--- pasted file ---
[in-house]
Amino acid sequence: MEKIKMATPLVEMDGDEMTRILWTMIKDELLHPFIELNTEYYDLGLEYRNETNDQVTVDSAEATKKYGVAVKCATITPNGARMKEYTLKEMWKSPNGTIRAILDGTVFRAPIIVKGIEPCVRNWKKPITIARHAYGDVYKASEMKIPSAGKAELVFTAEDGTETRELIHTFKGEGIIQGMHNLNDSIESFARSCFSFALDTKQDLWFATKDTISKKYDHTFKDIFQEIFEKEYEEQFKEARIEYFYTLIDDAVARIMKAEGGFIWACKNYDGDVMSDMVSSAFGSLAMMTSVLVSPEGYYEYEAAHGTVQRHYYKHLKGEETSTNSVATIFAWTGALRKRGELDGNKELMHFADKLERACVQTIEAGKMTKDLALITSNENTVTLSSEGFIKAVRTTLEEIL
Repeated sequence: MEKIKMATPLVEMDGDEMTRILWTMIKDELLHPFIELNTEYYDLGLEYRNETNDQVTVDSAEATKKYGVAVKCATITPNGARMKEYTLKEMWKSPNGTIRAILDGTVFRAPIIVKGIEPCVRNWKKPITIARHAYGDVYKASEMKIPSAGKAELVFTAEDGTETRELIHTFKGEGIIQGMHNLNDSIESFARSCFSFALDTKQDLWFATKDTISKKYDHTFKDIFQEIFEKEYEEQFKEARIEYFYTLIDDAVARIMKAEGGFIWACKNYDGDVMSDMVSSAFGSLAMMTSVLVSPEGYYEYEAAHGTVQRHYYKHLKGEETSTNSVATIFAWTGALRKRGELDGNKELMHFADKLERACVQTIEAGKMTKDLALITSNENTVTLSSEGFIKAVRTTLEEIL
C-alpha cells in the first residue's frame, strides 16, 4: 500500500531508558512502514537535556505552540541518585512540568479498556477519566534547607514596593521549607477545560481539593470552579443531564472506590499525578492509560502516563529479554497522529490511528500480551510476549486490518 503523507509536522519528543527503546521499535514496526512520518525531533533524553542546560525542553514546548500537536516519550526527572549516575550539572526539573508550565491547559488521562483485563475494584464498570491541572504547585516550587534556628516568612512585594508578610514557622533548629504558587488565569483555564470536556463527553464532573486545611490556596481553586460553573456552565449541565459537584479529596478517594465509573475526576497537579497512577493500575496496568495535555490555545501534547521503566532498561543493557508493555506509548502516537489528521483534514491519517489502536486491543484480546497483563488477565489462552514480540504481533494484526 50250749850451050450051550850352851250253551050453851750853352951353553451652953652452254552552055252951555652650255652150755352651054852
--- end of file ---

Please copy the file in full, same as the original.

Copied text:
[in-house]
Amino acid sequence: MEKIKMATPLVEMDGDEMTRILWTMIKDELLHPFIELNTEYYDLGLEYRNETNDQVTVDSAEATKKYGVAVKCATITPNGARMKEYTLKEMWKSPNGTIRAILDGTVFRAPIIVKGIEPCVRNWKKPITIARHAYGDVYKASEMKIPSAGKAELVFTAEDGTETRELIHTFKGEGIIQGMHNLNDSIESFARSCFSFALDTKQDLWFATKDTISKKYDHTFKDIFQEIFEKEYEEQFKEARIEYFYTLIDDAVARIMKAEGGFIWACKNYDGDVMSDMVSSAFGSLAMMTSVLVSPEGYYEYEAAHGTVQRHYYKHLKGEETSTNSVATIFAWTGALRKRGELDGNKELMHFADKLERACVQTIEAGKMTKDLALITSNENTVTLSSEGFIKAVRTTLEEIL
Repeated sequence: MEKIKMATPLVEMDGDEMTRILWTMIKDELLHPFIELNTEYYDLGLEYRNETNDQVTVDSAEATKKYGVAVKCATITPNGARMKEYTLKEMWKSPNGTIRAILDGTVFRAPIIVKGIEPCVRNWKKPITIARHAYGDVYKASEMKIPSAGKAELVFTAEDGTETRELIHTFKGEGIIQGMHNLNDSIESFARSCFSFALDTKQDLWFATKDTISKKYDHTFKDIFQEIFEKEYEEQFKEARIEYFYTLIDDAVARIMKAEGGFIWACKNYDGDVMSDMVSSAFGSLAMMTSVLVSPEGYYEYEAAHGTVQRHYYKHLKGEETSTNSVATIFAWTGALRKRGELDGNKELMHFADKLERACVQTIEAGKMTKDLALITSNENTVTLSSEGFIKAVRTTLEEIL
C-alpha cells in the first residue's frame, strides 16, 4: 500500500531508558512502514537535556505552540541518585512540568479498556477519566534547607514596593521549607477545560481539593470552579443531564472506590499525578492509560502516563529479554497522529490511528500480551510476549486490518 503523507509536522519528543527503546521499535514496526512520518525531533533524553542546560525542553514546548500537536516519550526527572549516575550539572526539573508550565491547559488521562483485563475494584464498570491541572504547585516550587534556628516568612512585594508578610514557622533548629504558587488565569483555564470536556463527553464532573486545611490556596481553586460553573456552565449541565459537584479529596478517594465509573475526576497537579497512577493500575496496568495535555490555545501534547521503566532498561543493557508493555506509548502516537489528521483534514491519517489502536486491543484480546497483563488477565489462552514480540504481533494484526 50250749850451050450051550850352851250253551050453851750853352951353553451652953652452254552552055252951555652650255652150755352651054852